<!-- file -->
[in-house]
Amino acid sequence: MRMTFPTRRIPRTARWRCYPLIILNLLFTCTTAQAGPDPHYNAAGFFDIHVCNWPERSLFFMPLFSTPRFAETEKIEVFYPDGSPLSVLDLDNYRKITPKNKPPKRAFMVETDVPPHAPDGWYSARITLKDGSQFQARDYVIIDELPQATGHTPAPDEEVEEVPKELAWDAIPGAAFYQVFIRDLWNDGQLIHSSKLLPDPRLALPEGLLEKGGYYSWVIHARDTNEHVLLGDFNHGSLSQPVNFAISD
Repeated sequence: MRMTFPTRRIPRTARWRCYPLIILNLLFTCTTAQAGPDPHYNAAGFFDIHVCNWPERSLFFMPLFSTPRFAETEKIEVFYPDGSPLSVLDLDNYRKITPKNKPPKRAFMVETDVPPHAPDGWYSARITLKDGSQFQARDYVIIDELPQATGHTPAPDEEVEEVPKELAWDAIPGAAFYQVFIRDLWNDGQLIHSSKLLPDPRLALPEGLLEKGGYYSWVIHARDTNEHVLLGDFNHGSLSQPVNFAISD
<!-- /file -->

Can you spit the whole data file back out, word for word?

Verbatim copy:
[in-house]
Amino acid sequence: MRMTFPTRRIPRTARWRCYPLIILNLLFTCTTAQAGPDPHYNAAGFFDIHVCNWPERSLFFMPLFSTPRFAETEKIEVFYPDGSPLSVLDLDNYRKITPKNKPPKRAFMVETDVPPHAPDGWYSARITLKDGSQFQARDYVIIDELPQATGHTPAPDEEVEEVPKELAWDAIPGAAFYQVFIRDLWNDGQLIHSSKLLPDPRLALPEGLLEKGGYYSWVIHARDTNEHVLLGDFNHGSLSQPVNFAISD
Repeated sequence: MRMTFPTRRIPRTARWRCYPLIILNLLFTCTTAQAGPDPHYNAAGFFDIHVCNWPERSLFFMPLFSTPRFAETEKIEVFYPDGSPLSVLDLDNYRKITPKNKPPKRAFMVETDVPPHAPDGWYSARITLKDGSQFQARDYVIIDELPQATGHTPAPDEEVEEVPKELAWDAIPGAAFYQVFIRDLWNDGQLIHSSKLLPDPRLALPEGLLEKGGYYSWVIHARDTNEHVLLGDFNHGSLSQPVNFAISD